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The Pageantry of Autumn

by Dean Henson

Somewhere a tired, ragged, maple leaf tinged red-orange by the crispy-cool nights and brilliant sunny days of autumn teeters on its brittle stem one last time and is then released to make its solitary journey from high atop a shimmering tree to the awaiting forest floor. Having been produced and displayed as one among many, it will now join thousands of its kindred huddled around the base of the host tree like children clinging to their mother's dress-tail. The leaves, having done all their living in bondage on the end of a twig, experience a few fleeting seconds of freedom and then become as so many curled brown memories of lazy summer days. It’s the death of summer.

What an elaborate change so many natural things experience in just over a month's time. The shortened day-length combined with steeply dipping temperatures signal the natural world that a season of change has come. The seemingly endless, iron-fisted, green grip of the growing season is now loosened by the appearance of an occasional yellow leaf, the first gray hairs of late summer. The warmth of afternoon sun now seems tentative. 

The shiny green leaf of June will fade, become emblazoned with color, and finally be sacrificed to nourish the tree that produced it. Soon the fiery colors of autumn's palette adorn the landscape like a giant crazy-quilt. 

The tremendous diversity of plant life in Kentucky, prompted by a combination of geography and geology, lends itself to outstanding displays of fall color. The shortened day-length of autumn triggers certain chemical changes in the broadleaf deciduous trees signaling the end of the growing season. With adequate soil moisture and plenty of cool, clear, brilliant sunny days with night temperatures hovering just above the freezing point, our trees will produce their most vibrant fall colors. 

There are many variables at work in any given fall season. A significant lack of rainfall in the late summer or an early frost can cause the leaves to change from green to brown with little chance for showy colors in between. Conversely, a long rainy period in early fall can cause the leaves to receive nutrition right up until the time of the first frost, again causing the green-to-brown syndrome. In such cases, the leaves usually fall from the trees in a matter of days. However, for those seasons when the fickle mix of environmental factors is just right, our waiting eyes are rewarded with a beaming display of vivid colors.

With the slowing of physiological activity in the trees, the green pigments that have colored the leaves since spring will begin to fade. Gradually we are able to see the yellow pigments of carotenoids which had been masked. While yellow pigments lurked beneath the green all through the growing season, the reds and purples that make certain fall seasons particularly beautiful are not present throughout the summer. They’re created by pigments called anthocyanins that are only produced in the fall when cool, clear days with lots of sunshine prevail. The greater the frequency of crisp, sunny days with no evening frost, the more brilliant our colors. These timid factors produce only a handful of truly spectacular fall seasons in a lifetime.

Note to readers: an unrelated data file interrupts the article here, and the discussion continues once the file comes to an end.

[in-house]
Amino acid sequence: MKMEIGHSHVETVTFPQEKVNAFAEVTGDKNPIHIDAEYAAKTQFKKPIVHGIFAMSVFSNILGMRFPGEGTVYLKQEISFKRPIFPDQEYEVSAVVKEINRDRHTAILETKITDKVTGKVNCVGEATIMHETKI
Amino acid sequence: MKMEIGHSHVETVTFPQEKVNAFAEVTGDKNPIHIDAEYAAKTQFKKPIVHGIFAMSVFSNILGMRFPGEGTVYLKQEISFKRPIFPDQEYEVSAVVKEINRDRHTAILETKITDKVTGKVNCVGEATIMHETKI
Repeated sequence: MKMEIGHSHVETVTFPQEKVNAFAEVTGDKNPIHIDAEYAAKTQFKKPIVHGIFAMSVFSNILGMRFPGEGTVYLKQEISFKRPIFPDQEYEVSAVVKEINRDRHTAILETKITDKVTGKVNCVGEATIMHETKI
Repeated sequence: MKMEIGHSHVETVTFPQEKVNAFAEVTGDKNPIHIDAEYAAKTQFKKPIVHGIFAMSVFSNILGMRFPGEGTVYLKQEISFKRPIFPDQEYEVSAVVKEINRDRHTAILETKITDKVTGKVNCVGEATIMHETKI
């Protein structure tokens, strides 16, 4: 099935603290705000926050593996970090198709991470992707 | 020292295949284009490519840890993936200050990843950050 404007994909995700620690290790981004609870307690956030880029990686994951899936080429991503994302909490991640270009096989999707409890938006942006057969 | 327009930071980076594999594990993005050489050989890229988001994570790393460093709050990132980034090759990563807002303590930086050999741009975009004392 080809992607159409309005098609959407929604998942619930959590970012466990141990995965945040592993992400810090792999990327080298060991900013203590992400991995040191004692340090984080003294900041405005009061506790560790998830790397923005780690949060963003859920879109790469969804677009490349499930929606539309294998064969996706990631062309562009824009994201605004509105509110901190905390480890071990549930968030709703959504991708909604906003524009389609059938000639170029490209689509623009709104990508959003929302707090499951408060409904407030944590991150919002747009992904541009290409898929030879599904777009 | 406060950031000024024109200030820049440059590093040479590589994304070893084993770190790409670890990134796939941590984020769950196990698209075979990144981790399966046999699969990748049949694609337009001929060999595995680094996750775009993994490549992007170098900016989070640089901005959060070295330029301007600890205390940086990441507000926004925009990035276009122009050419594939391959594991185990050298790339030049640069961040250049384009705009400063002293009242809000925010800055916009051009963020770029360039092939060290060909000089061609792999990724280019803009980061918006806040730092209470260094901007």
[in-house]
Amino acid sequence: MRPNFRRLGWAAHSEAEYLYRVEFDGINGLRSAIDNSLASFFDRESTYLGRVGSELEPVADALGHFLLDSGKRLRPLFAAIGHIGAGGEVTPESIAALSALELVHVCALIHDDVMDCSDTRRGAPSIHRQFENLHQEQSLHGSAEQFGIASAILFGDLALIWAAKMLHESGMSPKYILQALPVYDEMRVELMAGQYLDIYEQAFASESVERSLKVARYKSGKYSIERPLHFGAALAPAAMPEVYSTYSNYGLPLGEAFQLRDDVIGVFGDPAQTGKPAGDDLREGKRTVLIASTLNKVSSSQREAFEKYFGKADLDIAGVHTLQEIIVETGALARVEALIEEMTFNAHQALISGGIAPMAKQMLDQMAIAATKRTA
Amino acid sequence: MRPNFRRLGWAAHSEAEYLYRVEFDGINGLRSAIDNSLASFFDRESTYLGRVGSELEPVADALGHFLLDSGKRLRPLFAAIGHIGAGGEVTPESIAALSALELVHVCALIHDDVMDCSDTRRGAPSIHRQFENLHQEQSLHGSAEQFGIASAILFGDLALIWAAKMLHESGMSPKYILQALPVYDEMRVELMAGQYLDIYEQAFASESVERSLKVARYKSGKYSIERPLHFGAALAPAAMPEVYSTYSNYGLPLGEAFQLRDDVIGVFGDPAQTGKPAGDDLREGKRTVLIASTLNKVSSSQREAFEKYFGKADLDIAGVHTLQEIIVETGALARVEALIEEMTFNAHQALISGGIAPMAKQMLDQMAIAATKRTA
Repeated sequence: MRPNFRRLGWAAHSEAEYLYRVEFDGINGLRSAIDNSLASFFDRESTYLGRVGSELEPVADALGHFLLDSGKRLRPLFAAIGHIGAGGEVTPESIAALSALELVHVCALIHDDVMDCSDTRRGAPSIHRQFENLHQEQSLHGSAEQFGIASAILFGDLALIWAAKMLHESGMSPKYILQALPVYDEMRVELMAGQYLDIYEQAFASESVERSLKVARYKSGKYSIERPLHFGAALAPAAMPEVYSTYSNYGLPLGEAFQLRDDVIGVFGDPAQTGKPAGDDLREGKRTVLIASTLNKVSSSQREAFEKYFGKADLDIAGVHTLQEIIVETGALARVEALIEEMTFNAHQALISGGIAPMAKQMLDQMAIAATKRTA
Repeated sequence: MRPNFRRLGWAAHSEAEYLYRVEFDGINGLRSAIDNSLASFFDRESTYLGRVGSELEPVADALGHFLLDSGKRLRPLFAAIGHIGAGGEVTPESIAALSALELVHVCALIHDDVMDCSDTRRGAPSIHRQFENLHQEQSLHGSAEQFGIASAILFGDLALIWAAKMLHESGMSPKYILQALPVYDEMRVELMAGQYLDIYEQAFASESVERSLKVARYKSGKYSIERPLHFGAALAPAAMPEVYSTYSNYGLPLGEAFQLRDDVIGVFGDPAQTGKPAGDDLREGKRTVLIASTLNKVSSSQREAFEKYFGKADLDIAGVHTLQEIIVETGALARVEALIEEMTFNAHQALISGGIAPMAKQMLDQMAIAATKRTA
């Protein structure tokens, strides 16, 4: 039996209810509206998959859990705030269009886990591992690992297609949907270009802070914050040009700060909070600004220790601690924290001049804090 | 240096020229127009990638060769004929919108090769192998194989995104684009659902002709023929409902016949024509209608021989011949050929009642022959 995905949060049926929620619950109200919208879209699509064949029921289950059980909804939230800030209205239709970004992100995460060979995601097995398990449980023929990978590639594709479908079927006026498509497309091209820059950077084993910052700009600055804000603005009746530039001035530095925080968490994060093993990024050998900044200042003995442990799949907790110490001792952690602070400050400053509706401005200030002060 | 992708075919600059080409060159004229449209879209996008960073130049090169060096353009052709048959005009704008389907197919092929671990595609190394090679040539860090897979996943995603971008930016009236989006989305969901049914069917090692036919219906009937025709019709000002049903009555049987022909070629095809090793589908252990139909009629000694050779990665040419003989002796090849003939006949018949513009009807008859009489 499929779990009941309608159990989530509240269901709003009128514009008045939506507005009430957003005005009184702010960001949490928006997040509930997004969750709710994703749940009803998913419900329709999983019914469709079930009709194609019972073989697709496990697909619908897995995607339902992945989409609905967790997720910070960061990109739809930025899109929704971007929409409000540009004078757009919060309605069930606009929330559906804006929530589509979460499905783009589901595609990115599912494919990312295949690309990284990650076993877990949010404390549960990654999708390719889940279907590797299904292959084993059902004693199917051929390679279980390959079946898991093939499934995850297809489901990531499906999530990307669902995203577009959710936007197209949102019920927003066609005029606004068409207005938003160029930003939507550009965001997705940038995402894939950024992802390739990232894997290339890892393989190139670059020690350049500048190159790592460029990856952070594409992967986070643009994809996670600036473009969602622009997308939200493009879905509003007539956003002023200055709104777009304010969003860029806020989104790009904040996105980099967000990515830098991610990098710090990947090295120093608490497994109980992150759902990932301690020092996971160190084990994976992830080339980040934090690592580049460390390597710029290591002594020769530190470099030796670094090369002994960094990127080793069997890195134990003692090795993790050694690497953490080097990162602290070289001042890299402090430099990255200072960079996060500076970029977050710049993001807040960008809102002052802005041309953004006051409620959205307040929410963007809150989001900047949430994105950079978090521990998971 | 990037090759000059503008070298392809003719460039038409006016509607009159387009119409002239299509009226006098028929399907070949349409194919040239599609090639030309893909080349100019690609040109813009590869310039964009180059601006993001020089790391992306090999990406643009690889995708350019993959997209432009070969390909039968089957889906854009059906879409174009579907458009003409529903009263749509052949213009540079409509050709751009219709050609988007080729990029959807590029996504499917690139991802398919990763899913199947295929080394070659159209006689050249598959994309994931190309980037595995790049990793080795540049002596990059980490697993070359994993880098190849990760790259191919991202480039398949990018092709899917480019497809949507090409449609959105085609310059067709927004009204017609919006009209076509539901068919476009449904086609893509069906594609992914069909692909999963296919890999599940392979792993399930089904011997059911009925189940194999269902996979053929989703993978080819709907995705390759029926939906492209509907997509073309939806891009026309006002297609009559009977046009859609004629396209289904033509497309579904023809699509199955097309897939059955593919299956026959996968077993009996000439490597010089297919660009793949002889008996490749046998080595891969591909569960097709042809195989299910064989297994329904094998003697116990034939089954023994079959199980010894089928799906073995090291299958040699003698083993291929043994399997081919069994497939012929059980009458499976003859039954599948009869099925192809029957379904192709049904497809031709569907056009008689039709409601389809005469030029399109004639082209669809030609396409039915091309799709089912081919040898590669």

Trees that are typically showy in their fall foliage are few. Yellow and gold are produced by sugar maple, yellow poplar, chestnut oak, beech, black cherry, and hickory. Red, purple, and orange are produced by red maple, scarlet oak, black gum, dogwood, persimmon, sourwood, sweetgum, sassafras and the sumacs.

Autumn, as spring, brings numerous modifications to the outdoors. The seasonal change of clothing for the natural world is noted by everyone. But, other less apparent changes are prompted, as well. Consider that snakes begin seeking winter hibernation areas, some woodland salamanders begin to court and mate in shallow woodland pools, deer and turkey begin to forage on the fallen mast of hardwood trees, fox and raccoon litter mates begin to disperse and seek lives of their own, and many birds will depart southward to winter in warmer climates. 

As autumn wears on ospreys and wood ducks leave the state, eagles return to winter on west Kentucky lakes, and whitetail bucks size up one another and go into rut.

And somewhere out there, late in October, the last groundhog to wrap up his pre-season fat accumulation will take one last, lingering look at the meadow he calls home, then duck inside his burrow, to be seen no more until the rumbling of February daffodils awaken him from winter quietude.

What a special season the "fall of the year" turns out to be, for though the year is old, and the season carries a feeling of maturity, it seems to us the shortest season of all. Autumn reminds us with each stiff, chilling breeze that there is yet another change to come before the year has come full circle. 

A visit to woods in October on a frosty morning reveals that the slightest stir of wind sends leaves spinning, twirling, and plummeting in every direction. Let those falling leaves speak to you of an enchanted season; a season in which the earth takes a respite from all her summer toils.